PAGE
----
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In Stochastic Calculus for Finance II : Continuous-Time Models Steven Shreve writes (p.187):
The modern theory of stochastic calculus developed from the work of Itô [1]. Not only did Itô define the integral with respect to Brownian motion, but he also developed the change-of-variable formula commonly called Itô's rule or Itô's formula. This formula is at the heart of a wide range of useful calculations.

An amazing twist to the story of stochastic calculus has recently emerged. In February 1940, the French National Academy of Sciences received a document from [German-born Jewish mathematician] Wolfgang Doeblin, a French soldier on the German front. Doeblin died shortly thereafter, and the document remained sealed until May 2000. When it was opened, the document was found to contain a construction of the stochastic integral slightly different from Itô's and a clear statement of the change-of variable formula. Doeblin's work [2], Yor's [3] analysis of the work, and a detailed history by Bru [4] of the context of the work appeared in the December 2000 issue of Comptes Rendus de L'Académie des Sciences.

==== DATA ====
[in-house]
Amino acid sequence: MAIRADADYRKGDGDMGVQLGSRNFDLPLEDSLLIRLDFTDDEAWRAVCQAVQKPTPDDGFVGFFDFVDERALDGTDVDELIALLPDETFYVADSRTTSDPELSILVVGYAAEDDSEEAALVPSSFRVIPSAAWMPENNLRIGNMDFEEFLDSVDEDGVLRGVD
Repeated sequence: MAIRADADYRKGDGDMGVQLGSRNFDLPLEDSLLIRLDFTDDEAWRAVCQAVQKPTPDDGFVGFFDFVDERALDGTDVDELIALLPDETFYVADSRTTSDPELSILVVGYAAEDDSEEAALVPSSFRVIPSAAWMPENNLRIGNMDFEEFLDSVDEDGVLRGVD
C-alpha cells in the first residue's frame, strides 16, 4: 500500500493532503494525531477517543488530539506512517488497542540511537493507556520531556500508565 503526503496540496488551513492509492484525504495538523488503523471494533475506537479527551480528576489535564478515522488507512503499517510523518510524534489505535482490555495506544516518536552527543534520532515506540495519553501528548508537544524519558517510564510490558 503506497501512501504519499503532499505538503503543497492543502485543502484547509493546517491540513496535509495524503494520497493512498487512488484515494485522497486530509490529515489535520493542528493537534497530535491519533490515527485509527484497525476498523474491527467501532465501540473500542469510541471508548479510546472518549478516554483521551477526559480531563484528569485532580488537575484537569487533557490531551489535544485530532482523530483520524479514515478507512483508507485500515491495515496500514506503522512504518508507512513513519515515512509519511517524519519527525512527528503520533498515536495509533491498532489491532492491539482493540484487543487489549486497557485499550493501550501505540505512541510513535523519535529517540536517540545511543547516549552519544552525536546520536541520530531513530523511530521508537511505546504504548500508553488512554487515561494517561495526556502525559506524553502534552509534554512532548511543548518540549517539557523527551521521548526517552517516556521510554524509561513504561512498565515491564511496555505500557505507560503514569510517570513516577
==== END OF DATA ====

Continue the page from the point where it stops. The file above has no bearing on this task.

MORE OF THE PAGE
An English translation of this material can be found here. A simple application of the Itô-Döblin formula can be found here. Btw, did you know that the earliest attempt to model Brownian motion mathematically can be traced to T.N. THIELE of Copenhagen, who effectively created a model of Brownian motion while studying time series in 1880? Here is the story. In case you do not even know what a Random Walk is, click here or here.

[1] Itô, K. (1944) Stochastic Integral, Proc. Imperial Acad. Tokyo 20, 519-524
[2] Doeblin, W. (1940) Sur l'équation de Kolmogoroff, C. R. Ser. I 331, 1059-1102
[3] Yor, M. (2000) Présentation du pli cacheté, C. R. Ser. I 331, 1033-1036
[4] Bru, B. (200) Un hiver en campagne, C. R. Ser. I 331, 1037-1058

related items: Website der Internationalen Alfred Döblin-Gesellschaft [lang: DE]
isomorphismes (guest) meinte am 5. Dec, 06:02:
cool!